The look to the game is one I enjoyed though, rough animations aside, the levels have a lot of detail, from mountains in the background, to the track ahead of you. Explosions from the still as yet unexplained red barrels that litter the courses are a bit meh, but as you are not meant to hit them, it is not a bad thing. The bike physics still look a treat in motion, seeing your rider pull off 5 consecutive backflips and then land it, is something I never tire of seeing, though I did wish that when you fail at that move and your rider disconnects from the bike, the reaction was more than just canned ragdoll physics in motion. Thankfully, a clear redeeming feature is the games soundtrack and while millage will vary, depending on the type of music you prefer, the overall collection was quite a treat, with some of the songs already making their way onto my Spotify playlist.


Trials Rising is a very excellent entry in the long running series, but sadly its age is showing a lot. The track design is flawless here, with a lot more variety than past games have had on their own, thanks to the global adventure that we get to experience with the game. Whatever engine they are using to power the game needs to be retired and fast as what was acceptable a decade ago, is no longer the case now, as it can clearly no longer maintain the level of detail they are seeking. Fans of the series will find exactly what they are after here, more Trials and for those new to the series, it will be a perfect time to jump in and with Trials University, there has never been a better way to learn.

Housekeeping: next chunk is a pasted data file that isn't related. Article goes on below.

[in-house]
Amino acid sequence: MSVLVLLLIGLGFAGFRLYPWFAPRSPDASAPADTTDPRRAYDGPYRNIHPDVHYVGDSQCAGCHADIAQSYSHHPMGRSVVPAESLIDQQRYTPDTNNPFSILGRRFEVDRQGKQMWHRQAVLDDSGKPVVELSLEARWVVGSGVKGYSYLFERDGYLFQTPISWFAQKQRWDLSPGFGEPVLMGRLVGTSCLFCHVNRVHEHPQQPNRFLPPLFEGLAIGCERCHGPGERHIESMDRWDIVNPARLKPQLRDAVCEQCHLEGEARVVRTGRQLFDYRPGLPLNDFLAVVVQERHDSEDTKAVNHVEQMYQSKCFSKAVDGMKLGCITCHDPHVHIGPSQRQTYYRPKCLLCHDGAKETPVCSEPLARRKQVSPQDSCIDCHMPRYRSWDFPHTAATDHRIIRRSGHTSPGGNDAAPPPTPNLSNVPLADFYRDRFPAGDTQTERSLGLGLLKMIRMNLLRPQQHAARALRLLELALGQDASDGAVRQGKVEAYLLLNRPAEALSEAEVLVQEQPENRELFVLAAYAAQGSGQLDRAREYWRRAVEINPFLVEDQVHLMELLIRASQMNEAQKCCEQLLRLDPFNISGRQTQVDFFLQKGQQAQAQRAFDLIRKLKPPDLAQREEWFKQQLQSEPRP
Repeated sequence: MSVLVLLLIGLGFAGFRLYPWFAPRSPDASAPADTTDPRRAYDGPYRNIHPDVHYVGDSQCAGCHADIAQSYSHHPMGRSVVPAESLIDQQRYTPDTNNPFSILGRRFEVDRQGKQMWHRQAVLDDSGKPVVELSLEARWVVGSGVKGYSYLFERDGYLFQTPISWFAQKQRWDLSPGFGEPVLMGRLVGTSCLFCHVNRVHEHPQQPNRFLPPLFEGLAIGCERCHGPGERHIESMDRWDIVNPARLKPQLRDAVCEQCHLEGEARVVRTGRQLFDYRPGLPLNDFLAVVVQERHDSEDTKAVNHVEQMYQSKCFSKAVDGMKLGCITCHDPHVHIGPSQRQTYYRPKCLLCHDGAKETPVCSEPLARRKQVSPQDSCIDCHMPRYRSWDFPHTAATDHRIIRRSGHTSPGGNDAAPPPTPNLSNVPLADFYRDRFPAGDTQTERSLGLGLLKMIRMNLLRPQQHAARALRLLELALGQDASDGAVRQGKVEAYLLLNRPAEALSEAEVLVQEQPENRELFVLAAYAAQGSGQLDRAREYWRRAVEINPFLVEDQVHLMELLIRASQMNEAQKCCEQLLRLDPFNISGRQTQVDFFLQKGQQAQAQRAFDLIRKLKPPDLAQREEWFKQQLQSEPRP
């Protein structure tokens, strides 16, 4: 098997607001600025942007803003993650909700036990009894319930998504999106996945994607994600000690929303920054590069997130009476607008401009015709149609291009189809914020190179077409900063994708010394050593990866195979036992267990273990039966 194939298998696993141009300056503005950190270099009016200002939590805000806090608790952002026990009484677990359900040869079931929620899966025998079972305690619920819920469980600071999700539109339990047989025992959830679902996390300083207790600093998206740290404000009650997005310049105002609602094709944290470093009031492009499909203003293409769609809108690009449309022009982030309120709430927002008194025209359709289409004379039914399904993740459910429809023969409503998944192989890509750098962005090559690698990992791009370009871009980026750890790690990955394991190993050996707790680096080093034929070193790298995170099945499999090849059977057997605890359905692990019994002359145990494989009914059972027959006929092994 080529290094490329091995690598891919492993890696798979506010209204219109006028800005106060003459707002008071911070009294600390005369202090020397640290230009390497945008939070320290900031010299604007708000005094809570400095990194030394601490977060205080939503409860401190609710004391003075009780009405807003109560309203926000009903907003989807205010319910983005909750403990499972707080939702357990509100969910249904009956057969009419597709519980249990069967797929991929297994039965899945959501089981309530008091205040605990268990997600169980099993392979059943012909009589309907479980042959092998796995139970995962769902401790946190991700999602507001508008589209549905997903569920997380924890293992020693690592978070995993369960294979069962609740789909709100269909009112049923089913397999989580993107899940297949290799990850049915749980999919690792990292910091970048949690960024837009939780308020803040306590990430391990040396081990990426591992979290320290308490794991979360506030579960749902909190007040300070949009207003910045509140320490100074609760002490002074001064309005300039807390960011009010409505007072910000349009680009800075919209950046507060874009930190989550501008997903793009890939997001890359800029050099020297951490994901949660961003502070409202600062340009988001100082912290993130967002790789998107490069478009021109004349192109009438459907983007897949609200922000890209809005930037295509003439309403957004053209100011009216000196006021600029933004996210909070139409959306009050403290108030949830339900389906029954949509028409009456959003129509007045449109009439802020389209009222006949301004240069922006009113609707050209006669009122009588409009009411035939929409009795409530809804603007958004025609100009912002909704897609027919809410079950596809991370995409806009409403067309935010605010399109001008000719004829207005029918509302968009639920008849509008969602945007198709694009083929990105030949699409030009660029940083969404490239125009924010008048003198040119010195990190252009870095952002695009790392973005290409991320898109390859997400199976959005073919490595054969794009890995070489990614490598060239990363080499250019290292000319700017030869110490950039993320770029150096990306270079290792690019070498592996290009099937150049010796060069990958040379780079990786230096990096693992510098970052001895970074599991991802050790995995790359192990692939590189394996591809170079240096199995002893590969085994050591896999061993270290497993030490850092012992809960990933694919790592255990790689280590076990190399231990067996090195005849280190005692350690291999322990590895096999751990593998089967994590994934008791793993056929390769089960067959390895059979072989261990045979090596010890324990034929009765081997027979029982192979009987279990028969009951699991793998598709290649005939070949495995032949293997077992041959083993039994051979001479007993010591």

Review copy provided by Ubisoft Australia